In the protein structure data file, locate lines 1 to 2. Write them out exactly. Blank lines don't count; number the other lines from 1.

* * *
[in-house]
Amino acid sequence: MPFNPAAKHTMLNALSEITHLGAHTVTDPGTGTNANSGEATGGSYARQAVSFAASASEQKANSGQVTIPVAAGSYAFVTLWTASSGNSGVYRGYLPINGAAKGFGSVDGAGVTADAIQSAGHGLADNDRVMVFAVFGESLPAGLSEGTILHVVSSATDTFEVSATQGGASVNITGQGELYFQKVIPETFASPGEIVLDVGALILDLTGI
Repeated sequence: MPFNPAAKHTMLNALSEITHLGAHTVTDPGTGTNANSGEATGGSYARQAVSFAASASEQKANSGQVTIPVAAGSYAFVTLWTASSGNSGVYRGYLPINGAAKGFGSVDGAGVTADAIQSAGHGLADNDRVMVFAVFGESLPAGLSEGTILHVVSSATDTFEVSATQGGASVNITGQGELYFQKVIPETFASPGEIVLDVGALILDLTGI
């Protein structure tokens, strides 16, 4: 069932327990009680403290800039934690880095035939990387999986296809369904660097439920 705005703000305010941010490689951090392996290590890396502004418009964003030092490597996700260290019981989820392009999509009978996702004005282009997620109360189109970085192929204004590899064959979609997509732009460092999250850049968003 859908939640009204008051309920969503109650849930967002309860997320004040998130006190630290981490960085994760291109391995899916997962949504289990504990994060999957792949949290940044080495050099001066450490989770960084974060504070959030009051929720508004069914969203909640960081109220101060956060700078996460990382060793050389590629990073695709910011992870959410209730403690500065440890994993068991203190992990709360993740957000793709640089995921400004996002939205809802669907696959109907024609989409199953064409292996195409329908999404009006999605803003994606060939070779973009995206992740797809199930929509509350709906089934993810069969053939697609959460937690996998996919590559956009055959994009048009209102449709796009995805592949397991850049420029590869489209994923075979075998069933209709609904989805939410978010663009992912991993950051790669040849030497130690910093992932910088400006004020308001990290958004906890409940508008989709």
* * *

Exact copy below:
[in-house]
Amino acid sequence: MPFNPAAKHTMLNALSEITHLGAHTVTDPGTGTNANSGEATGGSYARQAVSFAASASEQKANSGQVTIPVAAGSYAFVTLWTASSGNSGVYRGYLPINGAAKGFGSVDGAGVTADAIQSAGHGLADNDRVMVFAVFGESLPAGLSEGTILHVVSSATDTFEVSATQGGASVNITGQGELYFQKVIPETFASPGEIVLDVGALILDLTGI